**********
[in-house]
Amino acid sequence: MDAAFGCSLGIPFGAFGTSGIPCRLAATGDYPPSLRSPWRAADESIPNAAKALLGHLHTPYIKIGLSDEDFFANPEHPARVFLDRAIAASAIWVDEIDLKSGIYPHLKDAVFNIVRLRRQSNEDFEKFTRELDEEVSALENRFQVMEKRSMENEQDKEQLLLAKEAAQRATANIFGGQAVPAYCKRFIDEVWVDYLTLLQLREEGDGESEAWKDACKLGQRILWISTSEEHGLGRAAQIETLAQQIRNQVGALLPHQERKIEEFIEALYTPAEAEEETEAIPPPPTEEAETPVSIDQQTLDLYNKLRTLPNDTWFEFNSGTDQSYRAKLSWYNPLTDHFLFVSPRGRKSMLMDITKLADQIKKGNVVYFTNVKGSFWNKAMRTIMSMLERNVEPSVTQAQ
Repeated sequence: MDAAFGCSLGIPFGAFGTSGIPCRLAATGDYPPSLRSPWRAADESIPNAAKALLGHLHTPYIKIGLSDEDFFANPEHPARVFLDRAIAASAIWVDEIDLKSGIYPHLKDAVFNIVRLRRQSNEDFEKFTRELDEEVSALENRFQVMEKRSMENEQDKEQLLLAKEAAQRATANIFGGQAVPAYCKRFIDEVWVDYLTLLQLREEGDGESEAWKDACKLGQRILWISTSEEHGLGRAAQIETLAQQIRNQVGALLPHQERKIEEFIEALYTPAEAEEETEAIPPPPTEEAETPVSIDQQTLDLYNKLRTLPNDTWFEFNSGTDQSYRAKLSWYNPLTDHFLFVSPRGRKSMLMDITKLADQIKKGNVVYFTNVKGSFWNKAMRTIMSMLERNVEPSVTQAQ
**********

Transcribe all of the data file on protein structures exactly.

[in-house]
Amino acid sequence: MDAAFGCSLGIPFGAFGTSGIPCRLAATGDYPPSLRSPWRAADESIPNAAKALLGHLHTPYIKIGLSDEDFFANPEHPARVFLDRAIAASAIWVDEIDLKSGIYPHLKDAVFNIVRLRRQSNEDFEKFTRELDEEVSALENRFQVMEKRSMENEQDKEQLLLAKEAAQRATANIFGGQAVPAYCKRFIDEVWVDYLTLLQLREEGDGESEAWKDACKLGQRILWISTSEEHGLGRAAQIETLAQQIRNQVGALLPHQERKIEEFIEALYTPAEAEEETEAIPPPPTEEAETPVSIDQQTLDLYNKLRTLPNDTWFEFNSGTDQSYRAKLSWYNPLTDHFLFVSPRGRKSMLMDITKLADQIKKGNVVYFTNVKGSFWNKAMRTIMSMLERNVEPSVTQAQ
Repeated sequence: MDAAFGCSLGIPFGAFGTSGIPCRLAATGDYPPSLRSPWRAADESIPNAAKALLGHLHTPYIKIGLSDEDFFANPEHPARVFLDRAIAASAIWVDEIDLKSGIYPHLKDAVFNIVRLRRQSNEDFEKFTRELDEEVSALENRFQVMEKRSMENEQDKEQLLLAKEAAQRATANIFGGQAVPAYCKRFIDEVWVDYLTLLQLREEGDGESEAWKDACKLGQRILWISTSEEHGLGRAAQIETLAQQIRNQVGALLPHQERKIEEFIEALYTPAEAEEETEAIPPPPTEEAETPVSIDQQTLDLYNKLRTLPNDTWFEFNSGTDQSYRAKLSWYNPLTDHFLFVSPRGRKSMLMDITKLADQIKKGNVVYFTNVKGSFWNKAMRTIMSMLERNVEPSVTQAQ